Over the course of the past nine years, the Cape Town Central police station has become a second home for Vredehoek’s Nicola Jowell.
Now, after almost four years in the position, Ms Jowell will step down next month as the chairperson of the Cape Town Central Community Police Forum. She said she would miss the relationships she had built over the years.
Ms Jowell, along with three other residents, helped to establish the Devil’s Peak/ Vredehoek Neighbourhood Watch in 2008 after a series of violent crimes in the area.
“I remember the first time a policeman came to my house because they had heard we wanted to start the neighbourhood watch. I was terrified, thinking what I have done wrong,” she joked.
About 120 people turned up for the first neighbourhood watch meeting she realised residents were serious about tackling crime, and after attending several meetings at the police station Ms Jowell decided to join the CPF to get a better handle on policing and found herself elected treasurer in November 2008. She held other positions before becoming chairperson in 2014.
“I was surprised at the level of dedication and interest to combat crime in communities where these policemen and women do not live. There are some fantastic police men and women. The hardest thing about understanding the police is understanding the constraints, the system and the hierarchy.”
The CPF, she said, was “not just a one-way street” and was about representing the needs of the community as well as the police.However, her time on the CPF had not been without its challenges and frequent changes in management at the police station had been one of them.
“We’ve had a different station commander every two years. Every time someone comes in they want to start changing things and doing it their way, understandably. Ultimately it means that we are not seeing continuity and seeing things through. We’ve also seen changing views on what information can be shared with us and what can’t be.”
The stations, she said, were also significantly under resourced and that hampered crime-fighting efforts. But the neighbourhood watches helped to fill that gap while also playing a vital role in the smooth running of the CPF.
“Every time a neighbourhood watch is formed, there is a positive knock-on effect. The police are the first to admit they can’t do it alone. We need this partnership to make a difference. Having a solid network of neighbourhood watches in the city and that work together is hugely important.”
One such example of groups working well together was the Licence Plate Recognition Project.
Ms Jowell said it had not been easy balancing her crime-fighting duties with other responsibilities – she has had two children during her time with the CPF – and that was one of the reasons she was stepping down as chairperson.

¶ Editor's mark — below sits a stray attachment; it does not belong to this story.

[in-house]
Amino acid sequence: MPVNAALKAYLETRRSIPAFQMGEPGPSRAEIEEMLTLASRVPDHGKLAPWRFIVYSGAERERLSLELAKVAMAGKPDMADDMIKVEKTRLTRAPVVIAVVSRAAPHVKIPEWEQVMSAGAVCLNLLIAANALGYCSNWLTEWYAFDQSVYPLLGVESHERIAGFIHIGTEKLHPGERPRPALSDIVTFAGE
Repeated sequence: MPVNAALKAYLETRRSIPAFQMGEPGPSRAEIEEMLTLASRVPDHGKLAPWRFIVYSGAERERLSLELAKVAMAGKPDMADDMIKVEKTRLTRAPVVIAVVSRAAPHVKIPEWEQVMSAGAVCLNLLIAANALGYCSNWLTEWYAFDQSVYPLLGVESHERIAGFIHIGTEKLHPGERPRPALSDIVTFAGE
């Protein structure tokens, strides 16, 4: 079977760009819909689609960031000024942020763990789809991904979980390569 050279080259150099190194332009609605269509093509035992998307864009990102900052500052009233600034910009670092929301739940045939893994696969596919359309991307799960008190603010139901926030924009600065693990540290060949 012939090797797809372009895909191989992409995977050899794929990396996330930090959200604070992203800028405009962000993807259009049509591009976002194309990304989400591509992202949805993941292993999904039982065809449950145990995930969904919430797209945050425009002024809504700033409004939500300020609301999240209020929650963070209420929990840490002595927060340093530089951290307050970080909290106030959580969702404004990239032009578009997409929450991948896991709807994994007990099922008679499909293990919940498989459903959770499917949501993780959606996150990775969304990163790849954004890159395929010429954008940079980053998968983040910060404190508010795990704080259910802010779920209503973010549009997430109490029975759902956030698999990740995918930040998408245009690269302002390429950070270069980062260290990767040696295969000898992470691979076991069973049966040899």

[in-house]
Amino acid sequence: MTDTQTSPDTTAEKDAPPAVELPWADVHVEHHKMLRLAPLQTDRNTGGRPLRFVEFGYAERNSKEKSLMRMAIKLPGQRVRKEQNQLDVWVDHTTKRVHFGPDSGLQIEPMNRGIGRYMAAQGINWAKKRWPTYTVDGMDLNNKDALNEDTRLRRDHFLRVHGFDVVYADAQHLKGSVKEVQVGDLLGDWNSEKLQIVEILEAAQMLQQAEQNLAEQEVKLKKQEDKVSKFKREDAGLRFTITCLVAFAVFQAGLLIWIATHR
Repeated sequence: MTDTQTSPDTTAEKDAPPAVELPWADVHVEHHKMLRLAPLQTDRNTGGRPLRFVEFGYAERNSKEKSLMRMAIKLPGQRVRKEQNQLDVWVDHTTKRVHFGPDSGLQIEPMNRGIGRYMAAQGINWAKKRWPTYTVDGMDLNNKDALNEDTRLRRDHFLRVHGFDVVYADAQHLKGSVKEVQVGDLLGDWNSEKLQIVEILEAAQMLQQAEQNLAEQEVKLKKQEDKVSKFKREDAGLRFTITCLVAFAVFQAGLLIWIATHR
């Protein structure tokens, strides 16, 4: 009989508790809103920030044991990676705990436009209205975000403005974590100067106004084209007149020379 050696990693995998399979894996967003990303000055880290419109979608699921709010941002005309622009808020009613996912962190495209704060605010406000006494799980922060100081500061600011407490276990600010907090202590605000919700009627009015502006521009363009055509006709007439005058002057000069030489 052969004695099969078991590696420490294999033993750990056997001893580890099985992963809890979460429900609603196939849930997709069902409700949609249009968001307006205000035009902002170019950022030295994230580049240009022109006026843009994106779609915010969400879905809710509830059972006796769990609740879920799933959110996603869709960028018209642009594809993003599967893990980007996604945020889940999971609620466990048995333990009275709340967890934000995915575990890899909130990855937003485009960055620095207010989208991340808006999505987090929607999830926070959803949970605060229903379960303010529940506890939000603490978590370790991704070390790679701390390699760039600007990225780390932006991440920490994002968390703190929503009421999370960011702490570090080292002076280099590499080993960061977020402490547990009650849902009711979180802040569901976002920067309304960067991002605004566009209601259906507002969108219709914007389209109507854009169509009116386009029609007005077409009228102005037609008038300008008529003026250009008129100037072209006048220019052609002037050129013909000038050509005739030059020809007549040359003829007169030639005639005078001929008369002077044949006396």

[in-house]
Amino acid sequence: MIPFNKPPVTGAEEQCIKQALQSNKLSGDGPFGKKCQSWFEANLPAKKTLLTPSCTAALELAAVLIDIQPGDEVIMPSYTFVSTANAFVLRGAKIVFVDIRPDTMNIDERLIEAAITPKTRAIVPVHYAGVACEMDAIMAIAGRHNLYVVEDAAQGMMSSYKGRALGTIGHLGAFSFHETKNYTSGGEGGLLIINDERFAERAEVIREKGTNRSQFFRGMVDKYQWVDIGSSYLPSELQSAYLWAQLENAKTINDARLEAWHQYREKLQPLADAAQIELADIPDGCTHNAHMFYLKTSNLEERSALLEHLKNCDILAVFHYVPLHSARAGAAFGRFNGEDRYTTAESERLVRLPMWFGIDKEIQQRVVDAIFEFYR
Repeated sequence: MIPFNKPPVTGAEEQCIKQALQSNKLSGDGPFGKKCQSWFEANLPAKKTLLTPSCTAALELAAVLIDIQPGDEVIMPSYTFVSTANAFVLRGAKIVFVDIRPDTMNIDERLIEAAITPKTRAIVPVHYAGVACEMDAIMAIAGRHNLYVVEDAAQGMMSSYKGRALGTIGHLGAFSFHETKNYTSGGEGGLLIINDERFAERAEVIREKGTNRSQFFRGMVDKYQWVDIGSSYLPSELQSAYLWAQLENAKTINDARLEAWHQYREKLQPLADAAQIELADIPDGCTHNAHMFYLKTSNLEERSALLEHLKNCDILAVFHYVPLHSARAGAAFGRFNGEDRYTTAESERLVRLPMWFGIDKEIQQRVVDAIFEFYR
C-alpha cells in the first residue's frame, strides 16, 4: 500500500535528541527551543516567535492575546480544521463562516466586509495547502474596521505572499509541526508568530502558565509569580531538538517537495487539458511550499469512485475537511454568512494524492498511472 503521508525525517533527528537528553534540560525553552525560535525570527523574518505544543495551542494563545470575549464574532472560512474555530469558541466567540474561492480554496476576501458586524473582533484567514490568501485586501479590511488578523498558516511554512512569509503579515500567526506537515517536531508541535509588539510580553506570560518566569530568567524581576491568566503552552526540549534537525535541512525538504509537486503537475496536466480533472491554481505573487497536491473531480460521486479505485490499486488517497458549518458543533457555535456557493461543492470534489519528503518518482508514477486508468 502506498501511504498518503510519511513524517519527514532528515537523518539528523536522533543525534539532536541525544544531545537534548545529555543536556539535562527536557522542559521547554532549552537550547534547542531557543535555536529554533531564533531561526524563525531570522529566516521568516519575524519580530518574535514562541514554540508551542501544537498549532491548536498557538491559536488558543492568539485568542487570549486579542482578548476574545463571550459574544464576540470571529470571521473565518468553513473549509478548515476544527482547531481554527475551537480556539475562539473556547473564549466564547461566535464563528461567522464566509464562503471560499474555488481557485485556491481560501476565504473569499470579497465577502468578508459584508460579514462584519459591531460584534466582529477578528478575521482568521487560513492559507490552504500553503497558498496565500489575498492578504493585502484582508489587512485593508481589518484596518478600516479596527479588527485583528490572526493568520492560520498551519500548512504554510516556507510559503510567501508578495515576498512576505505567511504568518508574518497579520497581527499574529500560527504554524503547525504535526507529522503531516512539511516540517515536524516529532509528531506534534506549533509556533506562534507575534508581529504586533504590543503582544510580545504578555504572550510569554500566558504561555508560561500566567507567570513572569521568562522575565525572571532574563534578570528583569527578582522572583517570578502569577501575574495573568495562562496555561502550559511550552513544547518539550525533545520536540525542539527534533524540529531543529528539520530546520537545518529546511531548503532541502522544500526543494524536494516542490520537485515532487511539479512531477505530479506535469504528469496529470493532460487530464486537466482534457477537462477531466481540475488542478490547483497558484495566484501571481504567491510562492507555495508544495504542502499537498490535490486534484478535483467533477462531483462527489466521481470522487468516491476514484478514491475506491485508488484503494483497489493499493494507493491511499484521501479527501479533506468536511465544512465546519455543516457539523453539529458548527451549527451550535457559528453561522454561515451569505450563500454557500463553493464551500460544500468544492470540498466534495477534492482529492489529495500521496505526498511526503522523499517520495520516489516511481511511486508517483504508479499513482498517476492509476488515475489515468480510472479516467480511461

“I believe that if things are important to us we will make the time for it. Not one of the volunteers is different to any other neighbour. We all have children, families and work, but people have chosen to make the time.”
She said she was very happy with the “police officer of the month award” she started and had found it rewarding to see the pride police officers felt when getting recognition. Another success, she said, was the community crime-free nights.
“The most rewarding things have been the personal relationships and personal growth in learning something I knew nothing about. It is the relationship with the people at the station and making a difference in their lives.”
Ms Jowell, said she would like to continue at the CPF but in a less demanding role.
She encouraged the community to get involved, even if it was only for one hour a week.
“Until we are willing to get involved ourselves and give up our time we will never live in a safe community,” she said. “The easiest thing for all of us to be is an armchair warrior. To sit at our computers, posting on Facebook and WhatsApp groups. We can complain until we’re blue in the face. Unless you are prepared to put actions behind the complaints you are not going to get the results that we want.”
Ms Jowell will now work part-time on various community projects with ward councillor Brandon Golding. She thanked all the neighbourhood and CPF volunteers she has worked with over the past nine years.
Cape Town Central Police Station spokesman Captain Ezra October described Ms Jowell as a very competent chairperson who had a passion for community work.
“It was an absolute pleasure to have worked alongside Nicola… Woman of strength, I salute you.”
Muneeb Hendricks, a CPF executive member and former chairperson, said Ms Jowell left big shoes to fill.
“Working with her was like a breath of fresh air. She was energetic and always followed everything through.”